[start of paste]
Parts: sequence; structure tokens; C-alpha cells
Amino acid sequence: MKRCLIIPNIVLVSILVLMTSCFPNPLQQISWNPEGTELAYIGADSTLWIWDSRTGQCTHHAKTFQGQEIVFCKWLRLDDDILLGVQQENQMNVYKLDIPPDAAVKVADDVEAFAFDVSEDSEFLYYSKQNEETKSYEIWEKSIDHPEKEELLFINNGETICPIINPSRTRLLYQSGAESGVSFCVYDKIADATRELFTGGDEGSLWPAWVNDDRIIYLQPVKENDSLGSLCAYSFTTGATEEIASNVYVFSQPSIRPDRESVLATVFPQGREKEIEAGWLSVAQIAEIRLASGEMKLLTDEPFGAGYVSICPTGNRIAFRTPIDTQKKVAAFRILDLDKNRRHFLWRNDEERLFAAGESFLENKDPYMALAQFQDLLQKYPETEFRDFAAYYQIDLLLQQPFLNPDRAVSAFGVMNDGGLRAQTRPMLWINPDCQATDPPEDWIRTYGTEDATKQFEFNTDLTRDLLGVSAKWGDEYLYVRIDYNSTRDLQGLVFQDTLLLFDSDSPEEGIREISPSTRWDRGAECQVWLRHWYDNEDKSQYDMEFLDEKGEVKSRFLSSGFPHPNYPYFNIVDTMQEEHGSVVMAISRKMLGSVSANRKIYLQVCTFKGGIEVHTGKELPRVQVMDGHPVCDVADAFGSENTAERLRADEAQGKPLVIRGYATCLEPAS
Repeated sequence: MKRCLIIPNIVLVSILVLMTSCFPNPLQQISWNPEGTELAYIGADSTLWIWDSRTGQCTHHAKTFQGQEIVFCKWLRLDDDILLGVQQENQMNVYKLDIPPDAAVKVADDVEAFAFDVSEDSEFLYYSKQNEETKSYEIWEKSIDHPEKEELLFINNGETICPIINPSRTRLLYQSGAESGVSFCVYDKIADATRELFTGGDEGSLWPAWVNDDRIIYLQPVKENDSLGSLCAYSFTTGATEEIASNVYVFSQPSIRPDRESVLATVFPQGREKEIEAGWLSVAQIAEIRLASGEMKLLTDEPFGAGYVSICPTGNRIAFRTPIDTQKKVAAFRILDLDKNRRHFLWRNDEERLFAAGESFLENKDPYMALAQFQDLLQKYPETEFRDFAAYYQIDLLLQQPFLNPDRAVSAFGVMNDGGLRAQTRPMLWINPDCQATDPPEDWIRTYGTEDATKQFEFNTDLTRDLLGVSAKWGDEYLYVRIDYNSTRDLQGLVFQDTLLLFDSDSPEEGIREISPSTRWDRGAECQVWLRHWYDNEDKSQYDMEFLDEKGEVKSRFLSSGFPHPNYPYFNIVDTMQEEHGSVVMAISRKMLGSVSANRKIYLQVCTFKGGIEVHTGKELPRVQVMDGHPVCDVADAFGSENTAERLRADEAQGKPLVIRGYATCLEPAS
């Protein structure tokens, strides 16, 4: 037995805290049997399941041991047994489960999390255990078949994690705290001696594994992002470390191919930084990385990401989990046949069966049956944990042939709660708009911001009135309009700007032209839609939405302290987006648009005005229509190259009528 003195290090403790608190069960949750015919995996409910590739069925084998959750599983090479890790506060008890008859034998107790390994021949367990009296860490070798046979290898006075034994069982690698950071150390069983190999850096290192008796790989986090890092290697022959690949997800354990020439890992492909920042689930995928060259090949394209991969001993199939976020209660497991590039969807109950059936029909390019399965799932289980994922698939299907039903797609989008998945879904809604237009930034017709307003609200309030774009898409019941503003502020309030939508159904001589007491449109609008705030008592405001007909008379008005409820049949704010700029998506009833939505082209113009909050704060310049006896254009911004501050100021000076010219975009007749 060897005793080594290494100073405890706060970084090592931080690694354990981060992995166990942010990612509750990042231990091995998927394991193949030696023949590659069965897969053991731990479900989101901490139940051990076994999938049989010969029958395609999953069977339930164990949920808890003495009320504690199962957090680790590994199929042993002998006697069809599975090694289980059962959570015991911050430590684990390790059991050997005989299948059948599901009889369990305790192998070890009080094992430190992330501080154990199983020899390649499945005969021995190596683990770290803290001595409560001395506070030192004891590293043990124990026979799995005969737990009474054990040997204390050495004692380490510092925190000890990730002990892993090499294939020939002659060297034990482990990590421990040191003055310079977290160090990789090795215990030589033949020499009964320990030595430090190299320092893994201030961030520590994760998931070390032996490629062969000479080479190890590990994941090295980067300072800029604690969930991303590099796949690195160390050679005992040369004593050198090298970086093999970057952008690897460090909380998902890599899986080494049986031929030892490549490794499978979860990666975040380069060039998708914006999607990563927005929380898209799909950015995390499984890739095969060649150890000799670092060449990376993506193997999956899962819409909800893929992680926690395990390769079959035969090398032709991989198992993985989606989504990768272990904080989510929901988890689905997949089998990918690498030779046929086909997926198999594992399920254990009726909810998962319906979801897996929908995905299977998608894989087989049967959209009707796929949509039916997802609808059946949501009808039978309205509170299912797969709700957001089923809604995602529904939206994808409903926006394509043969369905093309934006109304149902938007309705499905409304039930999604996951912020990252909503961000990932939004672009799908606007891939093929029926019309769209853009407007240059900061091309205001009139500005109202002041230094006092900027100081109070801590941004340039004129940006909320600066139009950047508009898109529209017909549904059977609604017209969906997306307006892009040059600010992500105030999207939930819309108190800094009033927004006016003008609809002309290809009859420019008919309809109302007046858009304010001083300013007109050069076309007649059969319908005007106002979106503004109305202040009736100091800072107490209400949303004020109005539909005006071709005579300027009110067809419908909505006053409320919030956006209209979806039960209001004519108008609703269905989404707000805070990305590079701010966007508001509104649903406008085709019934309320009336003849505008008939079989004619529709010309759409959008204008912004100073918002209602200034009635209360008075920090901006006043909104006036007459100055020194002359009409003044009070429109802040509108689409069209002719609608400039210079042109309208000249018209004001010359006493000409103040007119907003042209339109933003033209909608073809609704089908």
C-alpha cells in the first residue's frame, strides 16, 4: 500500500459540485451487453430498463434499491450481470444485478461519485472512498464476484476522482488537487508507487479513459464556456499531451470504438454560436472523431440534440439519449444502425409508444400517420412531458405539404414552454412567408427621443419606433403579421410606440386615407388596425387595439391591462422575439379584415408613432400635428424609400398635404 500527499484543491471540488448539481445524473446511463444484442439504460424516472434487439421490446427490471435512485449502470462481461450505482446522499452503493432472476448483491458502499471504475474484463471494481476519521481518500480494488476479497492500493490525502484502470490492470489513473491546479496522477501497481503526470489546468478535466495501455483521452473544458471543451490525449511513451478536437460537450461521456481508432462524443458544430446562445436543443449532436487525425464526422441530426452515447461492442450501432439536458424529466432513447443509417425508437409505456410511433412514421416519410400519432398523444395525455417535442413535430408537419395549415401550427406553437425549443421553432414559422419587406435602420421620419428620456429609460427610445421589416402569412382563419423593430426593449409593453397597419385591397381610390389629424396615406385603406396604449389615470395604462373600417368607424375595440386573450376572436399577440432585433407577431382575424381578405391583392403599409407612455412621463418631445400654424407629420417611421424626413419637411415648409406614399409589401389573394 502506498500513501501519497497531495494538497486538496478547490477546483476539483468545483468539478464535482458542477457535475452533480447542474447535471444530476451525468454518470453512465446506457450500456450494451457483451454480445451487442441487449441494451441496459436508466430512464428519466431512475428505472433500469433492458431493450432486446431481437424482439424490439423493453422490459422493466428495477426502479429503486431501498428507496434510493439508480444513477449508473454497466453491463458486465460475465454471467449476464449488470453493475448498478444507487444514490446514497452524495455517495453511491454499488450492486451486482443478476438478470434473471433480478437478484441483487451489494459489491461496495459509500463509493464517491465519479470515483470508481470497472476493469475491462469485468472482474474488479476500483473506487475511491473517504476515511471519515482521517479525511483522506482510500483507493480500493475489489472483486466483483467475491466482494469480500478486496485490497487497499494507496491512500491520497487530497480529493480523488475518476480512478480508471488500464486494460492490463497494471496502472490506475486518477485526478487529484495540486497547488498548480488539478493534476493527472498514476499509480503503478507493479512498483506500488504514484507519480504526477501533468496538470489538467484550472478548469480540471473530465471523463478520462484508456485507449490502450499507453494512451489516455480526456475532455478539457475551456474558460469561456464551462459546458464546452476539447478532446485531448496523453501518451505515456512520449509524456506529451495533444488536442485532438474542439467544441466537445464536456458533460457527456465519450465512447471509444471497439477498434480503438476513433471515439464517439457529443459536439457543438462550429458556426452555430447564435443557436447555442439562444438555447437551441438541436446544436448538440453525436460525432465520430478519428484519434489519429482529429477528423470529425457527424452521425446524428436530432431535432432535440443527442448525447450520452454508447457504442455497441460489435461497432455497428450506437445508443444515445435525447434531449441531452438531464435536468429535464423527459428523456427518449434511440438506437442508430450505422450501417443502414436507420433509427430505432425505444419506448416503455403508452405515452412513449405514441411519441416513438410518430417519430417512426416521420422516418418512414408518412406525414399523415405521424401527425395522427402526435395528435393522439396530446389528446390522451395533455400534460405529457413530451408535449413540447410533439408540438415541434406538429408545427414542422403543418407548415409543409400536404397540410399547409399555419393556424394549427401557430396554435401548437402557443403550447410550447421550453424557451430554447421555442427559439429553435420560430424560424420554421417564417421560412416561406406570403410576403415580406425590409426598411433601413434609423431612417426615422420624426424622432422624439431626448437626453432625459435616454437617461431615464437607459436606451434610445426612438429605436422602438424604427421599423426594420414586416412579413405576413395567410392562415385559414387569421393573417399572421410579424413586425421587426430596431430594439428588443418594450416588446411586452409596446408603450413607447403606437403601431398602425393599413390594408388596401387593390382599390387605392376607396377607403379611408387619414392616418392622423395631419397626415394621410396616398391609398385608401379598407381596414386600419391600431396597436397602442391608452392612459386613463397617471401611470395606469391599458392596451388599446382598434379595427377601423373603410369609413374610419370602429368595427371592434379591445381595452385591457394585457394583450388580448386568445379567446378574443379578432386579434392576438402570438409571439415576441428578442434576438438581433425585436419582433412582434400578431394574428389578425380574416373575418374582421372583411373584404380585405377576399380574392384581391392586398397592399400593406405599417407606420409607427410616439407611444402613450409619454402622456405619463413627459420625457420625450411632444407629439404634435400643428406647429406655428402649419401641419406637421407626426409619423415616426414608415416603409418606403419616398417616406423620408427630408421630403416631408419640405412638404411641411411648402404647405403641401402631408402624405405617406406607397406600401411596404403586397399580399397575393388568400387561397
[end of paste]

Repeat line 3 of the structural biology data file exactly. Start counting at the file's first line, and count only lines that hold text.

Repeated sequence: MKRCLIIPNIVLVSILVLMTSCFPNPLQQISWNPEGTELAYIGADSTLWIWDSRTGQCTHHAKTFQGQEIVFCKWLRLDDDILLGVQQENQMNVYKLDIPPDAAVKVADDVEAFAFDVSEDSEFLYYSKQNEETKSYEIWEKSIDHPEKEELLFINNGETICPIINPSRTRLLYQSGAESGVSFCVYDKIADATRELFTGGDEGSLWPAWVNDDRIIYLQPVKENDSLGSLCAYSFTTGATEEIASNVYVFSQPSIRPDRESVLATVFPQGREKEIEAGWLSVAQIAEIRLASGEMKLLTDEPFGAGYVSICPTGNRIAFRTPIDTQKKVAAFRILDLDKNRRHFLWRNDEERLFAAGESFLENKDPYMALAQFQDLLQKYPETEFRDFAAYYQIDLLLQQPFLNPDRAVSAFGVMNDGGLRAQTRPMLWINPDCQATDPPEDWIRTYGTEDATKQFEFNTDLTRDLLGVSAKWGDEYLYVRIDYNSTRDLQGLVFQDTLLLFDSDSPEEGIREISPSTRWDRGAECQVWLRHWYDNEDKSQYDMEFLDEKGEVKSRFLSSGFPHPNYPYFNIVDTMQEEHGSVVMAISRKMLGSVSANRKIYLQVCTFKGGIEVHTGKELPRVQVMDGHPVCDVADAFGSENTAERLRADEAQGKPLVIRGYATCLEPAS